"Or 'creepy,'" John added, frowning. The dark oblongs of the empty doorways and windows looked too much like eyes that were staring at you. He turned toward the building, and glass, broken and ground nearly to powder, crunched under his boots; it gave him a weird feeling for a moment, that somebody-walking-over-your-grave sensation. He shrugged it off, glancing over at the others. McKay was studying the handheld Atlantean life sign detector, his hard mouth twisted into a grimace. John stepped in to look over his shoulder. "Anything?"

"No. Go away." McKay, who hated people reading over his shoulder, elbowed him.

"I am not sensing the presence of any Wraith," Teyla said, sounding thoughtful. She had the hereditary ability of some Athosians to know when the Wraith were nearby; it gave you just enough time to bolt for cover or the nearest Stargate and was a valued survival trait.

It wasn't an ability that the expedition had any scientific explanation for so far, but it was definitely real, and it had led to some initial suspicion of Teyla, at least on the part of Sergeant Bates, whom Elizabeth had appointed head of city security. John preferred some level of paranoia in the person who held that job, but Bates had never trusted the Athosians in general and Teyla in particular, and it had gotten in the way. Even before Bates had accused Teyla of betraying them to the Wraith, Bates had made a snide comment about John wanting his new friend on his 'gate team. Unsure at the moment whether Bates meant Teyla or Rodney, John had pretended to think that Bates meant Ford, and told him not to talk that way about the lieutenant or he would put Bates on report, and things had gone downhill from there. Now Bates' paranoia just made John paranoid, mainly about Bates.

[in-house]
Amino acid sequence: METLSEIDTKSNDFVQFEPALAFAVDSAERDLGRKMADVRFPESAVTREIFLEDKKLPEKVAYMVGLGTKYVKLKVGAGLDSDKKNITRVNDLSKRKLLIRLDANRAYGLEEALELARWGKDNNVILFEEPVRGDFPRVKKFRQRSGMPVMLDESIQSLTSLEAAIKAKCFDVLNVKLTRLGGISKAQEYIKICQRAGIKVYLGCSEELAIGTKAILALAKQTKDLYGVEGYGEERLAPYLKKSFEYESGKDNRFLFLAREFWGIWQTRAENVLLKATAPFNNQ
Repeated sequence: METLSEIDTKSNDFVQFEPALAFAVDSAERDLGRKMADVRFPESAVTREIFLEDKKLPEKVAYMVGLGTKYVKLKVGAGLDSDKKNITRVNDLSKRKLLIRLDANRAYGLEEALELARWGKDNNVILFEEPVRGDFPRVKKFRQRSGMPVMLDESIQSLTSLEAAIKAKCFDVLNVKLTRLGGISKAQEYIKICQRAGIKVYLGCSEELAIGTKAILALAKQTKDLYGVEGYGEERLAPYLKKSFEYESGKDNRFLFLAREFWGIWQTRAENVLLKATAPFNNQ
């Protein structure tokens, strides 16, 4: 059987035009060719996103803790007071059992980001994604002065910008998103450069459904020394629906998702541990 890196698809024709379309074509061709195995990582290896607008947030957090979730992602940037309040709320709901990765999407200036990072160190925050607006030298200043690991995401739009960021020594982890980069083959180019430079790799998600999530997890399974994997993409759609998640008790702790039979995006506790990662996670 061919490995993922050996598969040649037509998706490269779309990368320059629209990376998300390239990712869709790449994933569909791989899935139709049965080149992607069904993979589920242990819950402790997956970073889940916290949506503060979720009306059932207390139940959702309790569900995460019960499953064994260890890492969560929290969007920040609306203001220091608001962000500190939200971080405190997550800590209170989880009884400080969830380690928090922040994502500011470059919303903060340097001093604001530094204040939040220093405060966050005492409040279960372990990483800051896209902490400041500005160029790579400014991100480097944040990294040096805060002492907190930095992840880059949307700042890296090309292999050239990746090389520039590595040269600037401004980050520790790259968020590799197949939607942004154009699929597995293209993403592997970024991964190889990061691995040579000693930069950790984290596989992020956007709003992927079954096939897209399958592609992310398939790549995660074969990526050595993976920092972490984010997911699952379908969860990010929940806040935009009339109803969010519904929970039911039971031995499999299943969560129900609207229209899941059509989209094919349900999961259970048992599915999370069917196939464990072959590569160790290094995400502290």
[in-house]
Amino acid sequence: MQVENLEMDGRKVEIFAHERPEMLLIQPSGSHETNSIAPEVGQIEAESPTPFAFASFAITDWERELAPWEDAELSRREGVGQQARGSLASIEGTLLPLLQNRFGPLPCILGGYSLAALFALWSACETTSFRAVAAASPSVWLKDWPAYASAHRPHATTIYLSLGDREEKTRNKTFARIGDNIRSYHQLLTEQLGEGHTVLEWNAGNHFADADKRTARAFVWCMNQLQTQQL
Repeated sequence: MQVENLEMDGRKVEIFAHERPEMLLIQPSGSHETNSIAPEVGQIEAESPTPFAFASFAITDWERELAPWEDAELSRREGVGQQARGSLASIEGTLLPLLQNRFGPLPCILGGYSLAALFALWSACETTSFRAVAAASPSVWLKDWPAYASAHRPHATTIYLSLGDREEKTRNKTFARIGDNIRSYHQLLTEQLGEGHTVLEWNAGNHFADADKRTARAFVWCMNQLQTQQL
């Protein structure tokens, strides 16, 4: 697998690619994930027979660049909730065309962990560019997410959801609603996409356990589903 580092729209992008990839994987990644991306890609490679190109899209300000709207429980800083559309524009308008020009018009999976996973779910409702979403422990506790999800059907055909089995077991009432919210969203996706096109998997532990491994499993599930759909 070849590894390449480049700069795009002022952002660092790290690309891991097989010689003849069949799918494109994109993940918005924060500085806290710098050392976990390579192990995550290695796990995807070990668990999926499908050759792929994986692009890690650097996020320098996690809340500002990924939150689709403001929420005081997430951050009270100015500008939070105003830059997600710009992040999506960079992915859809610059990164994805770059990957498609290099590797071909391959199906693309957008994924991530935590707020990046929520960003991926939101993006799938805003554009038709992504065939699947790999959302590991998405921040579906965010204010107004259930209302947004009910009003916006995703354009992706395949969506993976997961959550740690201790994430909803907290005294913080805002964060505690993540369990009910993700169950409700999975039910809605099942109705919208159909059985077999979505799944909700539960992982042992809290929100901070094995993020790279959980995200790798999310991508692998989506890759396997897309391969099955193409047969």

"No Wraith, that's always encouraging to hear," McKay muttered, still studying the detector. It wouldn't identify the presence of hibernating Wraith, just conscious ones. They had found that out the hard way.

"We're not going to have much time to look around before dark." John went to the end of the plaza and up a short set of steps to the big double doorway. Through it he could see a hall, littered with blown sand and powdered glass, quiet, dusty, and dead. No bodies, but then this was old destruction. Any remains would have long ago rotted away. Still, it just looked like a place where John would have expected to see bodies.

The two doors had both been blasted off and lay on the paving. One had tumbled down so the outer side lay face up; it was unadorned except for some embossed circles, which didn't necessarily mean anything. The Ancients hadn't been big on brand names, or even just labeling stuff. He started inside, the others following.